QUESTION: I am curious about the origin of the Philotic Parallax Instantaneous Communicator, or the ansible. Did Mr. Card simply create this by himself or did he get it elsewhere? I would be very thankful if you responded to my question.


The "ansible" is a longtime device in science fiction. In the broadest sense, many stories have needed to take place in a universe where travel is limited by lightspeed, but communication is not. Specifically, calling the communication device an "ansible" originated with Ursula K. LeGuin, or at least that's where I first encountered the word; if she had a source for it, I am unaware of it.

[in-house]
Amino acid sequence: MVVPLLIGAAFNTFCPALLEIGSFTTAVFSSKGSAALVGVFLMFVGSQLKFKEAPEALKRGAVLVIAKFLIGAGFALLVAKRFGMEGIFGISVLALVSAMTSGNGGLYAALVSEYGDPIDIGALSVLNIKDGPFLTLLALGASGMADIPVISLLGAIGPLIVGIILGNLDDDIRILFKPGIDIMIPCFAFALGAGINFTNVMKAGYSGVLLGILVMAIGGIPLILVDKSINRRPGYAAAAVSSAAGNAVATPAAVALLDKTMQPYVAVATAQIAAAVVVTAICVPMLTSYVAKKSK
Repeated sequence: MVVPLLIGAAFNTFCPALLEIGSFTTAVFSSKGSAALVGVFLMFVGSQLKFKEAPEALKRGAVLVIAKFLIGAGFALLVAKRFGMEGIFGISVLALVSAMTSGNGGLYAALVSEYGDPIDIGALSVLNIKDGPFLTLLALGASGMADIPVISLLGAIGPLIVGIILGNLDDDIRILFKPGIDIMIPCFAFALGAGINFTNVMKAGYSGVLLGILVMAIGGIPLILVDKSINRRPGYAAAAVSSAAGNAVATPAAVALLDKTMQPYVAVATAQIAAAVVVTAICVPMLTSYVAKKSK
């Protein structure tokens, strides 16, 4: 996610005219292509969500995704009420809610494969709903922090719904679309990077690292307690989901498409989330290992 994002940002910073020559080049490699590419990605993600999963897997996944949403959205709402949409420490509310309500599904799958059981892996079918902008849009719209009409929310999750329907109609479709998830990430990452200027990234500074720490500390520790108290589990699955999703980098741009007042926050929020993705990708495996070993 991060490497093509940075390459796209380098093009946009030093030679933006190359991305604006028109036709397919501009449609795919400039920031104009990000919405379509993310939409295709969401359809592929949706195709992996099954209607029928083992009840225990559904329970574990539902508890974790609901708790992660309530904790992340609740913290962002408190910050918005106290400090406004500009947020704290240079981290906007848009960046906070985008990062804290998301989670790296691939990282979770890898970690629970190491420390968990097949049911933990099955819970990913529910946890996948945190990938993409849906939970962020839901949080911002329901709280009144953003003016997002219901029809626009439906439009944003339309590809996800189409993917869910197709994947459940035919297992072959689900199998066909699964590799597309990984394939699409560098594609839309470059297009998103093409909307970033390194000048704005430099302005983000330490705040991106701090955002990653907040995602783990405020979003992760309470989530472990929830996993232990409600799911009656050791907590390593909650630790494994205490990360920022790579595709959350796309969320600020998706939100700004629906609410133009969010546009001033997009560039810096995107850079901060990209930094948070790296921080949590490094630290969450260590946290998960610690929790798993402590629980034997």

I used LeGuin's word for the same reason that we all use "robot" and "waldo" today -- when somebody defines a concept, even if we can never build it, we use their word for it (if it's a good word, as "ansible" is). That way writers get to live on in the language, even for people who never read their work. Thus Capek has "robot" even with people who've never heard of "R.U.R.," and Heinlein has "waldo" even for people who've never read "Waldo the Magnificent." LeGuin is entitled to ansible, even though I suspect she'd rather be remembered for other things <grin>.

However, the frou-frou surrounding the ansible in my novels is my own invention -- i.e., the Philotic Parallax Instantaneous Communicator stuff, the mechanism, the metaphysics, etc. Each science fiction writer gets to make up his own underpinnings and his own elaborations on the common devices.